Dr. Buddle is an Associate Professor of Anthropology specializing in Applied, Media and Criminal Anthropologies at the University of Manitoba. Her research addresses Indigenous media activism in Canada; cultural performance and politics in the production of urban Indigenous localities; multi-generational Indigenous and Newcomer street gangs, the cultural production of prairie lawlessness; the disciplining of the bodies of criminal others; and the authorizing of new social categories by Indigenous women's organizations as they struggle to shift public debates about Indigenous families onto more productive terrain. She sits on numerous Boards for Community Based Organizations in Winnipeg wherein she provides research-informed, practice-based service.

Date: October 23, 2019

Shannon Russell, LLM 

Image-Based Sexual Abuse: Extending Culpability to the “Cyber-Mob”.

Where: room 1L13, 12:30-1:20 pm

Details: In recent years, significant attention has been played to the role of technology and the Internet in facilitating sexual violence and harassment, including “image-based sexual abuse” or “revenge porn”. In response, a number of jurisdictions have introduced laws to address these harmful behaviours. For example, in Canada, the non-consensual distribution of intimate images has been a criminal offence since 2015. This captures the actions of those who distribute or otherwise share a person’s intimate images without consent but not those who look at such images without consent (the “cyber-mob”).  I argue that looking at a person’s intimate images, knowing that they did not consent to their images being available for viewing, contributes towards a broader societal harm. Intentionally accessing a person’s image without their consent draws upon a culture that legitimizes non-consensual sexual practices, whilst simultaneously helping to reinforce and sustain such practices. As such, I propose the introduction of two new offences into the Criminal Code of Canada, namely the non-consensual access and the non-consensual possession of intimate images.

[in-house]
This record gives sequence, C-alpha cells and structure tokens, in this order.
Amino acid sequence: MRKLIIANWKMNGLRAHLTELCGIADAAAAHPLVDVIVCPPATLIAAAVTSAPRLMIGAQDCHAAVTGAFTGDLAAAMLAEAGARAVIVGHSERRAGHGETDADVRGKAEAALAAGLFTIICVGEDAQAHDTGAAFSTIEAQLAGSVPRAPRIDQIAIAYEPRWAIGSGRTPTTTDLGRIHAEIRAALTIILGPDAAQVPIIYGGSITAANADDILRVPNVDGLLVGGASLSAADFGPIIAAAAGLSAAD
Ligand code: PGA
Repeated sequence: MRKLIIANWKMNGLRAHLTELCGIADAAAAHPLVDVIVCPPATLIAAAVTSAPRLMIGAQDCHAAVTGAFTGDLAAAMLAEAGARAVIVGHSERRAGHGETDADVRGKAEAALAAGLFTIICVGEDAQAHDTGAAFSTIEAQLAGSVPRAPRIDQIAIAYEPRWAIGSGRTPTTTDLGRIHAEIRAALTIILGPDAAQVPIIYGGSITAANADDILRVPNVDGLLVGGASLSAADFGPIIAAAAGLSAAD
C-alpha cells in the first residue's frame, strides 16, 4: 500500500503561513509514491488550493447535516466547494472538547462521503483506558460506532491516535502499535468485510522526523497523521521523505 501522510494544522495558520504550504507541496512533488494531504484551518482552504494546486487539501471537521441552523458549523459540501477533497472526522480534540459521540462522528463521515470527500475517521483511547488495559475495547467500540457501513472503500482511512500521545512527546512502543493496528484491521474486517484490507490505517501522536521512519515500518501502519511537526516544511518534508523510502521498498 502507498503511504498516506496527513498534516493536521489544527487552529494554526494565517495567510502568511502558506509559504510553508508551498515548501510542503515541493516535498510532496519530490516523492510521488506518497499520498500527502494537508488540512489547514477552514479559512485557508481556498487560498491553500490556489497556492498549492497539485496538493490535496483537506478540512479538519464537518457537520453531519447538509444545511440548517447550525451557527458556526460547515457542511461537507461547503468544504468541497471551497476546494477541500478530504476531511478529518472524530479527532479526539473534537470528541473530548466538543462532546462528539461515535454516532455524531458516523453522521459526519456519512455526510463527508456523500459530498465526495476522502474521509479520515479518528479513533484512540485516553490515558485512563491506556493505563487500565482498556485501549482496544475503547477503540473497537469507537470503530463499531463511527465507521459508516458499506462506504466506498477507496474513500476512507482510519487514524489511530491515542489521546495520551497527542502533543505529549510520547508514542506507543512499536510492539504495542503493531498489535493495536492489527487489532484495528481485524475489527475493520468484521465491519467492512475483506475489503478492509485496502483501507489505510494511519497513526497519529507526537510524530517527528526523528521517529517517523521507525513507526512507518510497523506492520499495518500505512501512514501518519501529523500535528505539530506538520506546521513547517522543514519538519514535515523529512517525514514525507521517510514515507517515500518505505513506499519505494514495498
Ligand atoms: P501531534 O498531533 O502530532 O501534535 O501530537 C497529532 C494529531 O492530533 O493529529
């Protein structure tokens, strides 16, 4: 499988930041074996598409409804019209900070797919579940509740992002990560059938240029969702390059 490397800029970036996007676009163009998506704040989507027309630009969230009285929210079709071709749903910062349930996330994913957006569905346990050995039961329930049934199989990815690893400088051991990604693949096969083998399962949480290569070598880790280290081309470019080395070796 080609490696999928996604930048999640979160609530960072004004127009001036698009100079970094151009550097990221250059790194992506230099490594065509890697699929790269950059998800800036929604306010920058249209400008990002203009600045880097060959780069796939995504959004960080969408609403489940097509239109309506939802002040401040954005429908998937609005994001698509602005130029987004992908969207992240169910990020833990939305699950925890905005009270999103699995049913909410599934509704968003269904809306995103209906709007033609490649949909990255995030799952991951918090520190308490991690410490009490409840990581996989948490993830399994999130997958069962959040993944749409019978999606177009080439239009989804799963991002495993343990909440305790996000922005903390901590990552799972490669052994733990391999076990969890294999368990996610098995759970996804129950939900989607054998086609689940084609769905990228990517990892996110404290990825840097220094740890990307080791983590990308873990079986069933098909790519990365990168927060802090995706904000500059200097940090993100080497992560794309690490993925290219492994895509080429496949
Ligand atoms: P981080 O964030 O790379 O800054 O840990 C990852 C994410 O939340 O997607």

Shannon Russell (she/her) is a contract academic staff member within the Department of Criminal Justice at the University of Winnipeg. She obtained an MSc Criminology and Criminal Justice from the University of Oxford and an LLB Law degree from the University of Edinburgh. Shannon is also in the final stages of a research-based LLM Law at the University of British Columbia, which was funded by the Law Foundation of British Columbia and the Leverhulme Trust. Shannon is interested in how the law upholds structures of power and oppression. Her research interests lie primarily in criminal law, refugee law and family law, relying on feminist, queer and intersectional perspectives.

Date: Oct 7, 2019

Yusuf Faqiri

The Tragic Story of Soleiman Faqiri

Where: room 1L13, 12:30-1:20 pm

Details: Soleiman Faqiri lost his life at the hands of prison guards in an Ontario correctional facility in Lindsay, ON in 2016. His case has drawn significant attention from media and advocates for Human Rights, Prisoner Rights, and the rights of people suffering from mental illness.